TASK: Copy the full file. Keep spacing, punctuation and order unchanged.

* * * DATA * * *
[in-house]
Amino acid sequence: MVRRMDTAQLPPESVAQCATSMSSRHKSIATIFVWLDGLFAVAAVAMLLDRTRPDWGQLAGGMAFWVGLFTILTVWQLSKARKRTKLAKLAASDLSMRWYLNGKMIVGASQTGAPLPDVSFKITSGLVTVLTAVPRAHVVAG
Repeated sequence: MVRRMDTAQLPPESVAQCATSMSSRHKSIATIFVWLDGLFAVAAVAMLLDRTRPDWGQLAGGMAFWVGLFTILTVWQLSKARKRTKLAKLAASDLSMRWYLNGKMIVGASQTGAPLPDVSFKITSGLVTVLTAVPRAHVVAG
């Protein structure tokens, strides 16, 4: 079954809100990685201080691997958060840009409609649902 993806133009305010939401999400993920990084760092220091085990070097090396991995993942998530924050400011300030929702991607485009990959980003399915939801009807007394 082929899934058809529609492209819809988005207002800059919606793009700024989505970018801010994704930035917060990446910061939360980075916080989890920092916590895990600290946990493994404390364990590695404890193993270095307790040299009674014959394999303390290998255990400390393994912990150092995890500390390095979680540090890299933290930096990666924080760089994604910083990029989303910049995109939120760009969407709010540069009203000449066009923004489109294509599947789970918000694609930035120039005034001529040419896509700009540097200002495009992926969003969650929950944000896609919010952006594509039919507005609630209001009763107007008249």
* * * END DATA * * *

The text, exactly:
[in-house]
Amino acid sequence: MVRRMDTAQLPPESVAQCATSMSSRHKSIATIFVWLDGLFAVAAVAMLLDRTRPDWGQLAGGMAFWVGLFTILTVWQLSKARKRTKLAKLAASDLSMRWYLNGKMIVGASQTGAPLPDVSFKITSGLVTVLTAVPRAHVVAG
Repeated sequence: MVRRMDTAQLPPESVAQCATSMSSRHKSIATIFVWLDGLFAVAAVAMLLDRTRPDWGQLAGGMAFWVGLFTILTVWQLSKARKRTKLAKLAASDLSMRWYLNGKMIVGASQTGAPLPDVSFKITSGLVTVLTAVPRAHVVAG
């Protein structure tokens, strides 16, 4: 079954809100990685201080691997958060840009409609649902 993806133009305010939401999400993920990084760092220091085990070097090396991995993942998530924050400011300030929702991607485009990959980003399915939801009807007394 082929899934058809529609492209819809988005207002800059919606793009700024989505970018801010994704930035917060990446910061939360980075916080989890920092916590895990600290946990493994404390364990590695404890193993270095307790040299009674014959394999303390290998255990400390393994912990150092995890500390390095979680540090890299933290930096990666924080760089994604910083990029989303910049995109939120760009969407709010540069009203000449066009923004489109294509599947789970918000694609930035120039005034001529040419896509700009540097200002495009992926969003969650929950944000896609919010952006594509039919507005609630209001009763107007008249």